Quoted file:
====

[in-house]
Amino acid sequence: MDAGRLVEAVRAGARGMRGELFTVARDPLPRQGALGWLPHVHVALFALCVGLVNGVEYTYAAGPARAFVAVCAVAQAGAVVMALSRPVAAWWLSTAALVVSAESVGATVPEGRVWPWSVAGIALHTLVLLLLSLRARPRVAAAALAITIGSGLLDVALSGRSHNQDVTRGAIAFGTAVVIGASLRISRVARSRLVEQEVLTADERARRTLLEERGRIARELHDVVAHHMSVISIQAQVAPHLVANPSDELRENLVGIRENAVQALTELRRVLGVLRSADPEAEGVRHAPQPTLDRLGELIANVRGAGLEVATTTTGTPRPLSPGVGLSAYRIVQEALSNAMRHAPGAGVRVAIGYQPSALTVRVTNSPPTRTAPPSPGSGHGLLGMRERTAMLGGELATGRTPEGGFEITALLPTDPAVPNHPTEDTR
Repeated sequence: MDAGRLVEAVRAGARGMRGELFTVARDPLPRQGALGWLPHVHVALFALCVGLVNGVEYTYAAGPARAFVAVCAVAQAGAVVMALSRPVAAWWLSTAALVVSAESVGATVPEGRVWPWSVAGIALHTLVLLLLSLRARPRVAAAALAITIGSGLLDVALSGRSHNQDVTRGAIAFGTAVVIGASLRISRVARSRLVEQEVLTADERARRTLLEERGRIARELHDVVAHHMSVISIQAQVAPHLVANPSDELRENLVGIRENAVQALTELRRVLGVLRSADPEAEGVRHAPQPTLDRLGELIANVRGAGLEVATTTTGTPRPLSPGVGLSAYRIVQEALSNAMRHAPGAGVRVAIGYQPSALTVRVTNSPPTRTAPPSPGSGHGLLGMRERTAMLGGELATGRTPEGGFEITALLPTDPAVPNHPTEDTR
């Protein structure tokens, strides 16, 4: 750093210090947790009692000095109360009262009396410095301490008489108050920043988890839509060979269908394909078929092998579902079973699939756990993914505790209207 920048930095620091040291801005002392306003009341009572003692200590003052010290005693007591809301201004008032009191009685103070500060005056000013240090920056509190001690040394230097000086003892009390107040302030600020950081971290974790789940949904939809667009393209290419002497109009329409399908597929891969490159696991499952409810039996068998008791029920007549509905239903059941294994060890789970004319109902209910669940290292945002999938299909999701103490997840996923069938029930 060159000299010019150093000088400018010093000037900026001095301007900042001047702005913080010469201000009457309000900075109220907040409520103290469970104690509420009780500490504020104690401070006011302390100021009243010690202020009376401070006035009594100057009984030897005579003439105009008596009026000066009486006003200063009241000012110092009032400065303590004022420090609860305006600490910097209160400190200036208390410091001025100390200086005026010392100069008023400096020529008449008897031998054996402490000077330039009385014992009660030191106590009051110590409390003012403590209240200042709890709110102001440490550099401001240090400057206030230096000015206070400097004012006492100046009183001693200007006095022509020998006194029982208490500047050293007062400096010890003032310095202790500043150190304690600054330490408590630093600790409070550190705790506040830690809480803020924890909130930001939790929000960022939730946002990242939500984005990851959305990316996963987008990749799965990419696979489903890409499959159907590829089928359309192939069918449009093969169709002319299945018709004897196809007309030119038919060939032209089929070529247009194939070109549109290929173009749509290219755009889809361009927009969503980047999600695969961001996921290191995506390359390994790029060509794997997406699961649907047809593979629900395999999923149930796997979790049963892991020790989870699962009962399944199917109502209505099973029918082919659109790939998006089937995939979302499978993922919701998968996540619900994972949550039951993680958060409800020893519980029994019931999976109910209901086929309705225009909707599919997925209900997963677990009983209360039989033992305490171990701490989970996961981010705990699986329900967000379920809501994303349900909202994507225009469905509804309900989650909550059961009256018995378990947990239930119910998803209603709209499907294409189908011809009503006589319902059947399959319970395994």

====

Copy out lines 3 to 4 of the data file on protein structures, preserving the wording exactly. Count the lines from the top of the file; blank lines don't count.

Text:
Repeated sequence: MDAGRLVEAVRAGARGMRGELFTVARDPLPRQGALGWLPHVHVALFALCVGLVNGVEYTYAAGPARAFVAVCAVAQAGAVVMALSRPVAAWWLSTAALVVSAESVGATVPEGRVWPWSVAGIALHTLVLLLLSLRARPRVAAAALAITIGSGLLDVALSGRSHNQDVTRGAIAFGTAVVIGASLRISRVARSRLVEQEVLTADERARRTLLEERGRIARELHDVVAHHMSVISIQAQVAPHLVANPSDELRENLVGIRENAVQALTELRRVLGVLRSADPEAEGVRHAPQPTLDRLGELIANVRGAGLEVATTTTGTPRPLSPGVGLSAYRIVQEALSNAMRHAPGAGVRVAIGYQPSALTVRVTNSPPTRTAPPSPGSGHGLLGMRERTAMLGGELATGRTPEGGFEITALLPTDPAVPNHPTEDTR
């Protein structure tokens, strides 16, 4: 750093210090947790009692000095109360009262009396410095301490008489108050920043988890839509060979269908394909078929092998579902079973699939756990993914505790209207 920048930095620091040291801005002392306003009341009572003692200590003052010290005693007591809301201004008032009191009685103070500060005056000013240090920056509190001690040394230097000086003892009390107040302030600020950081971290974790789940949904939809667009393209290419002497109009329409399908597929891969490159696991499952409810039996068998008791029920007549509905239903059941294994060890789970004319109902209910669940290292945002999938299909999701103490997840996923069938029930 060159000299010019150093000088400018010093000037900026001095301007900042001047702005913080010469201000009457309000900075109220907040409520103290469970104690509420009780500490504020104690401070006011302390100021009243010690202020009376401070006035009594100057009984030897005579003439105009008596009026000066009486006003200063009241000012110092009032400065303590004022420090609860305006600490910097209160400190200036208390410091001025100390200086005026010392100069008023400096020529008449008897031998054996402490000077330039009385014992009660030191106590009051110590409390003012403590209240200042709890709110102001440490550099401001240090400057206030230096000015206070400097004012006492100046009183001693200007006095022509020998006194029982208490500047050293007062400096010890003032310095202790500043150190304690600054330490408590630093600790409070550190705790506040830690809480803020924890909130930001939790929000960022939730946002990242939500984005990851959305990316996963987008990749799965990419696979489903890409499959159907590829089928359309192939069918449009093969169709002319299945018709004897196809007309030119038919060939032209089929070529247009194939070109549109290929173009749509290219755009889809361009927009969503980047999600695969961001996921290191995506390359390994790029060509794997997406699961649907047809593979629900395999999923149930796997979790049963892991020790989870699962009962399944199917109502209505099973029918082919659109790939998006089937995939979302499978993922919701998968996540619900994972949550039951993680958060409800020893519980029994019931999976109910209901086929309705225009909707599919997925209900997963677990009983209360039989033992305490171990701490989970996961981010705990699986329900967000379920809501994303349900909202994507225009469905509804309900989650909550059961009256018995378990947990239930119910998803209603709209499907294409189908011809009503006589319902059947399959319970395994």